How to Clean Concrete Garage Floor


I have new tenants moving into a townhouse I own, and the garage floor looks bad after 27 years of oil stains etc. I tried pressure washing it, but it really made no difference since I guess the oil has soaked in.
What are the options here? Paint, those garage floor squares? Or is there a chemical cleaner I should try?
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SMS wrote:

For soaked in oil stains I have used
QUIKRETE 1.5-Gallon Oil & Stain Remover
available at Lowes
Goes on wet, brush in, let dry , sweep up
repeat if necessary
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I thought everyone knew, paint wont bond to oil
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Yes, exactly. As Reed suggested, I'd try using one of the cleaners specifically made to remove oil from concrete. Since it's that bad after 27 years, I would not attempt painting it even after cleaning it.
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On May 14, 6:50 am, snipped-for-privacy@optonline.net wrote:

My garage floor was so crapped up from leaking oil of 80 years it took my two workers all day, with 200$ in cleaners and acid, a power washer, and a floor buffer-scrubber to get it clean to take a finish, we cleaned, then cleaned again and again. I did it right, 20 years later the HC oil concrete stain has only worn from traffic, but to redo it would be a days job to clean it again.
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yes.....it was around 1975 or so when I was still in high school (showing my age here) and we were hired to paint a 2 bay garage floor that had hydraulic vehicle lifts etc where they did oil changes. We used straight (sulpheric acid) battery acid to lift years of oil stains and stiff bristled push brooms...rinsed down the drain with water...probably went through three pairs of old jeans...I remember we painted the floor green...and yes the paint stuck to the floor for years...probably is still green to this day..... Jim
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I'd have thought that lye based alkalais would help remove the oil. Oil plus alkalai turns into soap. That's how oven cleaner works. Actually, I would have tried oven cleaner.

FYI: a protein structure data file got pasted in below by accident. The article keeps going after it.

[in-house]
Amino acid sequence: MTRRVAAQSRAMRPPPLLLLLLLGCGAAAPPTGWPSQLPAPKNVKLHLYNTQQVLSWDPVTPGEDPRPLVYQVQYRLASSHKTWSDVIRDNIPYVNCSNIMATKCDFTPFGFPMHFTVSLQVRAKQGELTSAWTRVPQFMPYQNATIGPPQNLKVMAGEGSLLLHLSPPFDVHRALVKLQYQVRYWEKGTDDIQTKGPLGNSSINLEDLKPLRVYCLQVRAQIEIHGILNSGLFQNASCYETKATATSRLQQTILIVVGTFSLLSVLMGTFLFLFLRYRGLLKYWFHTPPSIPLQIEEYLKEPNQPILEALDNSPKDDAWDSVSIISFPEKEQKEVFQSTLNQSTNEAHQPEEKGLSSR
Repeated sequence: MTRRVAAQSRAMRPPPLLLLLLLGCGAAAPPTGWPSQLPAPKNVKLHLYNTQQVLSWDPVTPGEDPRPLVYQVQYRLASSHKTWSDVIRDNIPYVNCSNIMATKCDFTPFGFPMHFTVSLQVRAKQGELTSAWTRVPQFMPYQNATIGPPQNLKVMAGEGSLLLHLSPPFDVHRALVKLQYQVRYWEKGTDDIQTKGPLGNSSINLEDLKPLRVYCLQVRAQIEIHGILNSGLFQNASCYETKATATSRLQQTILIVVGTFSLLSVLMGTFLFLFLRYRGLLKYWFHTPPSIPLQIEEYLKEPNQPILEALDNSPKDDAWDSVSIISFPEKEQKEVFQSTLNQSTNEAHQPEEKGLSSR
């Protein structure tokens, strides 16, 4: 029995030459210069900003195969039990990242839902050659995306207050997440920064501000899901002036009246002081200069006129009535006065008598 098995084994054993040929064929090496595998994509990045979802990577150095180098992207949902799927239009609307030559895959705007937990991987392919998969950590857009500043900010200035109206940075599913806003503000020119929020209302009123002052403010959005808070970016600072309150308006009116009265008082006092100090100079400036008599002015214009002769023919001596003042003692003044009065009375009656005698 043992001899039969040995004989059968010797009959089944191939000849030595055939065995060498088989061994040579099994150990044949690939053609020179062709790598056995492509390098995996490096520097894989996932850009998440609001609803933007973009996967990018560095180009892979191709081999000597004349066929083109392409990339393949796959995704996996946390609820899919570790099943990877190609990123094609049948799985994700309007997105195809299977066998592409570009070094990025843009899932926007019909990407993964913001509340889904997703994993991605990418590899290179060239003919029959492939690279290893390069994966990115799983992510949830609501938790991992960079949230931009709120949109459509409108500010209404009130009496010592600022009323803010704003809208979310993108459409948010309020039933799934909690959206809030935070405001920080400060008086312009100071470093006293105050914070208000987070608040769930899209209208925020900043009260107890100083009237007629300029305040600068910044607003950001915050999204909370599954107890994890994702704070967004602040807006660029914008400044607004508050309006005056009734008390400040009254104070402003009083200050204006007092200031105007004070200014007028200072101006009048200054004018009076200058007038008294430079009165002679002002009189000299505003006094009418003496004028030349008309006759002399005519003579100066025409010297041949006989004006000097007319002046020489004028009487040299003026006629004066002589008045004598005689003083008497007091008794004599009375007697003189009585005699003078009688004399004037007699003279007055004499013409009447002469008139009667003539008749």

Battery acid.... dangerous.
When I was a kid, my Dad told me his battery acid story. He was over at a friends house. They went to the cellar for soemthing, and he absentmindedly sat on a car battery. Two days later, the seat fell out of his trousers.
One friend of mine had a battery blow up. He was using 12 volt boost setting, and went to wiggle the battery clamps. He got acid in his eyes. I grabbed hold of him to go in the house and wash his eyes out (lucky, he can still see). I had a prompting of the Spirit to wash the coat in hot water and baking soda. Didn't think I got that much acid on me. Well.....I got enough acid on my coat, the front fell out pretty badly. I still have that coat. Shoulda thrown it out, years ago. I keep it as a reminder to heed the promptings of the Spirit.
--
Christopher A. Young
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I wasn't saying battery acid was "right"... I am still here after 1975....just telling what I used that worked real good back then....LOL... I have also had a battery explode and know what sulpheric acid feels like in the eyes....and luckily I can still see also.........Jim

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Wouldnt it be funny if the OP got the floor flawlessely clean and a perspective tenant decided to not rent it because thei vehicle had a oil leak....
I bet that might happen:(
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On 14/05/10 3:03 PM, snipped-for-privacy@aol.com wrote:

Okay, then I'm running over there to pour old oil on the floor.
I tried using concrete cleaner today, and it didn't do much of anything. I'm just going to leave it the way it is.
I don't think they'll care all that much, I just wanted the unit as clean as possible when the move in.
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On May 14, 11:08 am, "Stormin Mormon"

Ive found that lye cleans grease better than acid. You have to be very careful with it
Jimmie
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Lye would work on organic grease, lard and such, by hydrolyzing the fatty acids of the glycerol. If Lye works on mineral oils in concrete, it's probably beacause it dissolves a bit of the concrete. At least that's how acid would work. Since sulfuric acid is rather oxidizing, it might work better than hydrochloric (=muriatic), but it would also be more dangerous. Lye is more dangerous than acid to your eyes, because lye dissolves proteins and keeps eating them, whereas acid denaures proteins, yielding a sort of protective layer. DAMHIKT (>40 years ago).
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